So I last wrote about “crip futurism” but it struck me that so much about our future will be rediscovering our past. So often I hear white western futurists, or sometimes academics, theorising in very complex language about stuff that indigenous people have known for thousands of years.
One of the parts of The Dawn of Everything by the Davids (Graeber and Wengrow) that stuck with me personally was learning that in the first tens of thousands of years of human “civilisation”, disabled people were not invariably cast aside, treated as discards as our ableist society might lead us to imagine.
I'm newly and invisibly disabled. I'm still learning so much about my internalised ableism, and the ableist world I inhabit here and now. But what's been troubling me most recently is the overwhelmingly ableist visions of the future, especially among progressive communities.
I've had a couple of personal experiences which affected me deeply.
I went to continental Europe for the first time since February 2020 last week. With my illness and disability following the first wave of Covid, travel has become a lot harder for me, and I'd focused on visiting family in the US and seeing friends on trips much closer to home.
A work trip compelled me to go to the Netherlands, where I also got the chance to catch up with friends. From the moment I hit the Eurostar terminal, jam-packed full of loud, squirmy, able-bodied travellers at 7am, I started to get the feels about going “to Europe”.
Last summer, in my small back garden in Nottingham, a smallish city in the middle of England, I found myself simultaneously reading about two rebellions – the outbreak of luddism in this city in 1811, and the Uprising of the Malês, in Bahia about 25 years later.
I'd been made obsolete by Covid, after two years of struggling with pain and crushing fatigue, I stopped working. I am unsure why these two rebellions became the object of my slow, convalescent focus.
So I attended my first work(-adjacent) event of any description since getting sick with Covid in 2020 and not recovering. I felt a bit like an academia-crasher, as I'd spotted “Ecologies of Labour” at Nottingham Trent (around the corner) and I thought it sounded really engaging. As it's adjacent to my field of work, I felt justified in attending.
But when I arrived I realised it was more like a quite intimate workshop, not in a lecture hall. (I think I hadn't understood the academic codes correctly.) I was a little intimidated, as I already feel very conspicuous being the only one with a mask. But I stuck with it.
Well to be honest living is hard. My eight months dedicated to my recovery last year blew by. I read a lot. I took my time with everything. I took lots of baths. I sat in the back garden in the sunshine. I spent hours in an oxygen chamber at two atmospheres. But I didn't write like I'd hoped to.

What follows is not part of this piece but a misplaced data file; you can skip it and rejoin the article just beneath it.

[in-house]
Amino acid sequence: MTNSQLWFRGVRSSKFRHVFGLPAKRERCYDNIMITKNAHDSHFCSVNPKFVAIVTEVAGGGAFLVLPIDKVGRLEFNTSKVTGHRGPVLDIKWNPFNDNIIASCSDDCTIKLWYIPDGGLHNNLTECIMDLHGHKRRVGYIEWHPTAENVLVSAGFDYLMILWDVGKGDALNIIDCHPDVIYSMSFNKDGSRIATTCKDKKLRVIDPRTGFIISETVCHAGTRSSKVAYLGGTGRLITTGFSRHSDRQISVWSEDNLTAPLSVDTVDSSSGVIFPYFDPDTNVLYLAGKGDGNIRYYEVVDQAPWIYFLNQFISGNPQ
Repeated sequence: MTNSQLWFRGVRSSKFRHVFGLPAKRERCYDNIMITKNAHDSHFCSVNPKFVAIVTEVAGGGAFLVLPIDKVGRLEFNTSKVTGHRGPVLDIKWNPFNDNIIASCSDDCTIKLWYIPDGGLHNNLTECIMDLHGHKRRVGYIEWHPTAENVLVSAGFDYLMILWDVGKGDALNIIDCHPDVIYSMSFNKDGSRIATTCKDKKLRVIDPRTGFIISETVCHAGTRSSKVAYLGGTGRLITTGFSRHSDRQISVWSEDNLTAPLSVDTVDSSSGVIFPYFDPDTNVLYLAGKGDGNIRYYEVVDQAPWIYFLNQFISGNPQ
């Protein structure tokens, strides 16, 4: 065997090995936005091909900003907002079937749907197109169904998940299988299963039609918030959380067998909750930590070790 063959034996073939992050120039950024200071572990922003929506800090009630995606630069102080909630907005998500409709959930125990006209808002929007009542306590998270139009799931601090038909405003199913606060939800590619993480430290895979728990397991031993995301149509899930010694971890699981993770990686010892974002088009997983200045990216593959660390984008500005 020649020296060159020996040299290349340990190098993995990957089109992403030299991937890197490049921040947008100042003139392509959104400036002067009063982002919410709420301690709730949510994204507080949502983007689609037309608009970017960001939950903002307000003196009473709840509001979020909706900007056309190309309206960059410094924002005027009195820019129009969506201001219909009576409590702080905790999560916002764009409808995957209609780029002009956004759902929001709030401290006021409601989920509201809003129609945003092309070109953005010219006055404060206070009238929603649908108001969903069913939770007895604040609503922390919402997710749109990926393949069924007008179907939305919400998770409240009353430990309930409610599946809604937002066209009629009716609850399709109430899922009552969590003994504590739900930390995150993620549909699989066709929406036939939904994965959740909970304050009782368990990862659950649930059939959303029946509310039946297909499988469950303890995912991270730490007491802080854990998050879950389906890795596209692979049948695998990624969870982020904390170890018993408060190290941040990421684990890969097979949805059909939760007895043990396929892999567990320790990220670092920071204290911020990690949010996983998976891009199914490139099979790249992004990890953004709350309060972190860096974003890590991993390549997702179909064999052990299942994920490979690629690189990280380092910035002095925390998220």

At a certain point, I even felt myself lose interest in microposting. I was totally quiet until only a couple of months ago. I felt the need to be silent.
It's my “Covidversary” and I'm focusing on Fitz, the pugalier (pug x cavalier) we just rehomed, who in just 10 days has been such a boost. My body and my brain are basking in the new love we have for each other. It's been a tough couple of years, but I'm so lucky to have supportive family and a partner who have been so devoted to my wellbeing. They have never questioned the reality of my illness, and my new disability.
Three years ago today, it was a Friday afternoon and I was at the small wooden desk I bought after moving into my partner's place before lockdown. I had a strange headache I'd never had, one right behind my eyes. I tried to continue working, but after an hour or two, I was in bed.
We sat with one dimmed LED bulb and candle light for an hour in an effort to use less energy during a peak period, 5-6pm. (This is the period when typically, in winter, the government has to fire up dirty sources of energy, and pay horrible companies hundreds of millions of pounds to keep the lights on.)
We did so all the while believing that our government and our country has this all wrong.
It may seem absurd but when I finally returned to California to see my parents in January this year, after two years of not seeing them due to the pandemic and being disabled by it, one of the things that struck me most about arriving in their house was the lack of ice in the freezer.
I grew up in the Midwest of the US, where access to unlimited ice is some strange human right. That along with unlimited ketchup, sugar packets, napkins. Doesn’t really matter what season it is. If the drink isn’t hot, it comes smothered in ice.
As a child, I learned that people in other parts of the world have a different relationship to ice.